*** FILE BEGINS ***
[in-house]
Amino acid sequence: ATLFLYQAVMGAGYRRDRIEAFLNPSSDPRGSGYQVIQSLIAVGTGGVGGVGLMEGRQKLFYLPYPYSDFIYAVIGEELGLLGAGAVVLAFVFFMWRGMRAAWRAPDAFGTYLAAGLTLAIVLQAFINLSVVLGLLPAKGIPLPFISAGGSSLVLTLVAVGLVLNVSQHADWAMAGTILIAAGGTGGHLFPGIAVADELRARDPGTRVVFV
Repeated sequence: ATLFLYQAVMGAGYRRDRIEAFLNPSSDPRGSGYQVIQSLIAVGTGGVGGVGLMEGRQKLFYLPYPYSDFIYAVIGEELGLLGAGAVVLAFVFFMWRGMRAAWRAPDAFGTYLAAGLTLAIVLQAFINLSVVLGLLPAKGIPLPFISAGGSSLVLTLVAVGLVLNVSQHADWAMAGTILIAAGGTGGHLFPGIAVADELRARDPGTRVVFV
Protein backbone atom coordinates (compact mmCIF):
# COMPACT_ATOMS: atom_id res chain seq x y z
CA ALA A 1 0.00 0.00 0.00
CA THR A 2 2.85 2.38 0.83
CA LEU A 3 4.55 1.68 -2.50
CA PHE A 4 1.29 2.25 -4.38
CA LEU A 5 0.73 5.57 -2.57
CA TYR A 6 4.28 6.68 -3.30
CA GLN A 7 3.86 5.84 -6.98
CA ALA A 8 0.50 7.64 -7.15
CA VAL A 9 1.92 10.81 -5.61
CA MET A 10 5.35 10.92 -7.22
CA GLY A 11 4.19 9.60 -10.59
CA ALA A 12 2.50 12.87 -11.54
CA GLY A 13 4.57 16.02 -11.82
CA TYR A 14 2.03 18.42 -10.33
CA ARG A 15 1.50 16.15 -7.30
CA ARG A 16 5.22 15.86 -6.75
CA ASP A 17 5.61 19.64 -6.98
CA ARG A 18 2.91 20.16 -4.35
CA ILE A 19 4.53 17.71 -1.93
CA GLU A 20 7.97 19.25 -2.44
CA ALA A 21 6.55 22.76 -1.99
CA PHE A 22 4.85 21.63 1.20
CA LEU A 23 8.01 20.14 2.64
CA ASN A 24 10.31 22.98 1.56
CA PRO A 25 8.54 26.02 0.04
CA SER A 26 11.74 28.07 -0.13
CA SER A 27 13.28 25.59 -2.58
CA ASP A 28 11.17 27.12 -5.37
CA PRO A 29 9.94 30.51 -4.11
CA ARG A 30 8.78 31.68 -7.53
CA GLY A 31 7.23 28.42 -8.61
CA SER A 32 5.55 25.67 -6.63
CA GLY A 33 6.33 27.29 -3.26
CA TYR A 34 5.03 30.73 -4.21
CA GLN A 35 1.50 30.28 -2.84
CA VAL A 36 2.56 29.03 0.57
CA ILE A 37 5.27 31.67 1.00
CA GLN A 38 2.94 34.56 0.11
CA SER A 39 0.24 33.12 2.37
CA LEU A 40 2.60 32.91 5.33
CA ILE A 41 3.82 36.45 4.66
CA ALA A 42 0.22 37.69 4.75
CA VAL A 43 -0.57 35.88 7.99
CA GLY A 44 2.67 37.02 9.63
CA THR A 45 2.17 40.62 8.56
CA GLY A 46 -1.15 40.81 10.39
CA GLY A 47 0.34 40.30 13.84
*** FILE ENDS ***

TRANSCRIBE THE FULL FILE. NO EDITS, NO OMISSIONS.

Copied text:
[in-house]
Amino acid sequence: ATLFLYQAVMGAGYRRDRIEAFLNPSSDPRGSGYQVIQSLIAVGTGGVGGVGLMEGRQKLFYLPYPYSDFIYAVIGEELGLLGAGAVVLAFVFFMWRGMRAAWRAPDAFGTYLAAGLTLAIVLQAFINLSVVLGLLPAKGIPLPFISAGGSSLVLTLVAVGLVLNVSQHADWAMAGTILIAAGGTGGHLFPGIAVADELRARDPGTRVVFV
Repeated sequence: ATLFLYQAVMGAGYRRDRIEAFLNPSSDPRGSGYQVIQSLIAVGTGGVGGVGLMEGRQKLFYLPYPYSDFIYAVIGEELGLLGAGAVVLAFVFFMWRGMRAAWRAPDAFGTYLAAGLTLAIVLQAFINLSVVLGLLPAKGIPLPFISAGGSSLVLTLVAVGLVLNVSQHADWAMAGTILIAAGGTGGHLFPGIAVADELRARDPGTRVVFV
Protein backbone atom coordinates (compact mmCIF):
# COMPACT_ATOMS: atom_id res chain seq x y z
CA ALA A 1 0.00 0.00 0.00
CA THR A 2 2.85 2.38 0.83
CA LEU A 3 4.55 1.68 -2.50
CA PHE A 4 1.29 2.25 -4.38
CA LEU A 5 0.73 5.57 -2.57
CA TYR A 6 4.28 6.68 -3.30
CA GLN A 7 3.86 5.84 -6.98
CA ALA A 8 0.50 7.64 -7.15
CA VAL A 9 1.92 10.81 -5.61
CA MET A 10 5.35 10.92 -7.22
CA GLY A 11 4.19 9.60 -10.59
CA ALA A 12 2.50 12.87 -11.54
CA GLY A 13 4.57 16.02 -11.82
CA TYR A 14 2.03 18.42 -10.33
CA ARG A 15 1.50 16.15 -7.30
CA ARG A 16 5.22 15.86 -6.75
CA ASP A 17 5.61 19.64 -6.98
CA ARG A 18 2.91 20.16 -4.35
CA ILE A 19 4.53 17.71 -1.93
CA GLU A 20 7.97 19.25 -2.44
CA ALA A 21 6.55 22.76 -1.99
CA PHE A 22 4.85 21.63 1.20
CA LEU A 23 8.01 20.14 2.64
CA ASN A 24 10.31 22.98 1.56
CA PRO A 25 8.54 26.02 0.04
CA SER A 26 11.74 28.07 -0.13
CA SER A 27 13.28 25.59 -2.58
CA ASP A 28 11.17 27.12 -5.37
CA PRO A 29 9.94 30.51 -4.11
CA ARG A 30 8.78 31.68 -7.53
CA GLY A 31 7.23 28.42 -8.61
CA SER A 32 5.55 25.67 -6.63
CA GLY A 33 6.33 27.29 -3.26
CA TYR A 34 5.03 30.73 -4.21
CA GLN A 35 1.50 30.28 -2.84
CA VAL A 36 2.56 29.03 0.57
CA ILE A 37 5.27 31.67 1.00
CA GLN A 38 2.94 34.56 0.11
CA SER A 39 0.24 33.12 2.37
CA LEU A 40 2.60 32.91 5.33
CA ILE A 41 3.82 36.45 4.66
CA ALA A 42 0.22 37.69 4.75
CA VAL A 43 -0.57 35.88 7.99
CA GLY A 44 2.67 37.02 9.63
CA THR A 45 2.17 40.62 8.56
CA GLY A 46 -1.15 40.81 10.39
CA GLY A 47 0.34 40.30 13.84